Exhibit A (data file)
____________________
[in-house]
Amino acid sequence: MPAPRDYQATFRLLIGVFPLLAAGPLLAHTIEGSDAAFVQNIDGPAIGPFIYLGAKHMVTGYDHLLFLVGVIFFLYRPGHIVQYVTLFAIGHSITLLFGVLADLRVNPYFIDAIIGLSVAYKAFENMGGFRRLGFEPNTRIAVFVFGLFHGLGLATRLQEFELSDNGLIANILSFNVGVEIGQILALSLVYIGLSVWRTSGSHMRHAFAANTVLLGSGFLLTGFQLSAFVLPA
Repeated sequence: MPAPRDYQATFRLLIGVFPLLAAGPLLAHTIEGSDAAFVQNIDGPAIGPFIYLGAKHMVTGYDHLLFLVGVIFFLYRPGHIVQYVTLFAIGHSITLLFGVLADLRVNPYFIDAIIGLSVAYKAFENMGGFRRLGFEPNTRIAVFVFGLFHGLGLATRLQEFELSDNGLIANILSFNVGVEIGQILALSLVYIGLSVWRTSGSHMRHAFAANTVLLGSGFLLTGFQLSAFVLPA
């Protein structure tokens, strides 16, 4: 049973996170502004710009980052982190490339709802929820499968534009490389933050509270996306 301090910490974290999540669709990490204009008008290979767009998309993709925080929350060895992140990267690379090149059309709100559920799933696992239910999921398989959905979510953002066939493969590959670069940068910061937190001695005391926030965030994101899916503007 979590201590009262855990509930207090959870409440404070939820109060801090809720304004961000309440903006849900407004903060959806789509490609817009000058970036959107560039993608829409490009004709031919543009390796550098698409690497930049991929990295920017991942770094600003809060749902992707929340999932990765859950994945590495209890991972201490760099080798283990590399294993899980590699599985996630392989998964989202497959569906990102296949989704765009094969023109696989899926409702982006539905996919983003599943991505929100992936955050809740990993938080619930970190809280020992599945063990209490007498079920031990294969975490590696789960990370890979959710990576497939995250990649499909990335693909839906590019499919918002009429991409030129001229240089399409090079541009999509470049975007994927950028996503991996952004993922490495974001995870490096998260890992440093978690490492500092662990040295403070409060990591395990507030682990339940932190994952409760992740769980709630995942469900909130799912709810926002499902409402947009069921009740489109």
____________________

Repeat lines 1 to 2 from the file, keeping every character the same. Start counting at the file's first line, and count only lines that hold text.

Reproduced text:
[in-house]
Amino acid sequence: MPAPRDYQATFRLLIGVFPLLAAGPLLAHTIEGSDAAFVQNIDGPAIGPFIYLGAKHMVTGYDHLLFLVGVIFFLYRPGHIVQYVTLFAIGHSITLLFGVLADLRVNPYFIDAIIGLSVAYKAFENMGGFRRLGFEPNTRIAVFVFGLFHGLGLATRLQEFELSDNGLIANILSFNVGVEIGQILALSLVYIGLSVWRTSGSHMRHAFAANTVLLGSGFLLTGFQLSAFVLPA